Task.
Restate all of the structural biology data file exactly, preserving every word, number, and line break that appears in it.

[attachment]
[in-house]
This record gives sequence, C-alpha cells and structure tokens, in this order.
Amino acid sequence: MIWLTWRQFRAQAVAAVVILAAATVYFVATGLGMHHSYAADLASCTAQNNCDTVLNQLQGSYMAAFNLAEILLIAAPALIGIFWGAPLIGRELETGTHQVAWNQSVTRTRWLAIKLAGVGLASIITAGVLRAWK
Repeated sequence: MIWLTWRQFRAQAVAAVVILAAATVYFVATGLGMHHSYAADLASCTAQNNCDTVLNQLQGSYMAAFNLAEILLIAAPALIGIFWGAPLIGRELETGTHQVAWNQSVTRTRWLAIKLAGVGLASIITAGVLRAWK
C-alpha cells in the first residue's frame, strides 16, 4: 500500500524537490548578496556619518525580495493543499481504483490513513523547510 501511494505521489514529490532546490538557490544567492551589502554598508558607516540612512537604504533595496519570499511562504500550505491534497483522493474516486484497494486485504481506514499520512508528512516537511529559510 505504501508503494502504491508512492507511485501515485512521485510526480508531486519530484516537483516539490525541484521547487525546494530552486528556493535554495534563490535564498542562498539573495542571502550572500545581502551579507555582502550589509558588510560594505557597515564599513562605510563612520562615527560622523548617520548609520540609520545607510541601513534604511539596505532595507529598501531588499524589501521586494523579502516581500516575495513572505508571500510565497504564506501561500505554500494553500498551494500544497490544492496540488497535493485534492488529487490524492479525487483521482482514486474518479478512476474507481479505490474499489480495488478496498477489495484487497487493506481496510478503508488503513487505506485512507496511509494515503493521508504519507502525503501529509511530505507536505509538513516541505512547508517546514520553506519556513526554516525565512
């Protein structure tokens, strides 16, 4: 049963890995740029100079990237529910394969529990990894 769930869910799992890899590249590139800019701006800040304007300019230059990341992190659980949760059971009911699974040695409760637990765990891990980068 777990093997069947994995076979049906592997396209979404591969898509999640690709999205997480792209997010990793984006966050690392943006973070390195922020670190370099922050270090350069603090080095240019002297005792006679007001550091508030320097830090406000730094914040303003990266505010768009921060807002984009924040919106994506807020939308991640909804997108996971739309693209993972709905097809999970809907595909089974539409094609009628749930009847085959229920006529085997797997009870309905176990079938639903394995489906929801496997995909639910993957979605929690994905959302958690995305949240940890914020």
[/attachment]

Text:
[in-house]
This record gives sequence, C-alpha cells and structure tokens, in this order.
Amino acid sequence: MIWLTWRQFRAQAVAAVVILAAATVYFVATGLGMHHSYAADLASCTAQNNCDTVLNQLQGSYMAAFNLAEILLIAAPALIGIFWGAPLIGRELETGTHQVAWNQSVTRTRWLAIKLAGVGLASIITAGVLRAWK
Repeated sequence: MIWLTWRQFRAQAVAAVVILAAATVYFVATGLGMHHSYAADLASCTAQNNCDTVLNQLQGSYMAAFNLAEILLIAAPALIGIFWGAPLIGRELETGTHQVAWNQSVTRTRWLAIKLAGVGLASIITAGVLRAWK
C-alpha cells in the first residue's frame, strides 16, 4: 500500500524537490548578496556619518525580495493543499481504483490513513523547510 501511494505521489514529490532546490538557490544567492551589502554598508558607516540612512537604504533595496519570499511562504500550505491534497483522493474516486484497494486485504481506514499520512508528512516537511529559510 505504501508503494502504491508512492507511485501515485512521485510526480508531486519530484516537483516539490525541484521547487525546494530552486528556493535554495534563490535564498542562498539573495542571502550572500545581502551579507555582502550589509558588510560594505557597515564599513562605510563612520562615527560622523548617520548609520540609520545607510541601513534604511539596505532595507529598501531588499524589501521586494523579502516581500516575495513572505508571500510565497504564506501561500505554500494553500498551494500544497490544492496540488497535493485534492488529487490524492479525487483521482482514486474518479478512476474507481479505490474499489480495488478496498477489495484487497487493506481496510478503508488503513487505506485512507496511509494515503493521508504519507502525503501529509511530505507536505509538513516541505512547508517546514520553506519556513526554516525565512
């Protein structure tokens, strides 16, 4: 049963890995740029100079990237529910394969529990990894 769930869910799992890899590249590139800019701006800040304007300019230059990341992190659980949760059971009911699974040695409760637990765990891990980068 777990093997069947994995076979049906592997396209979404591969898509999640690709999205997480792209997010990793984006966050690392943006973070390195922020670190370099922050270090350069603090080095240019002297005792006679007001550091508030320097830090406000730094914040303003990266505010768009921060807002984009924040919106994506807020939308991640909804997108996971739309693209993972709905097809999970809907595909089974539409094609009628749930009847085959229920006529085997797997009870309905176990079938639903394995489906929801496997995909639910993957979605929690994905959302958690995305949240940890914020």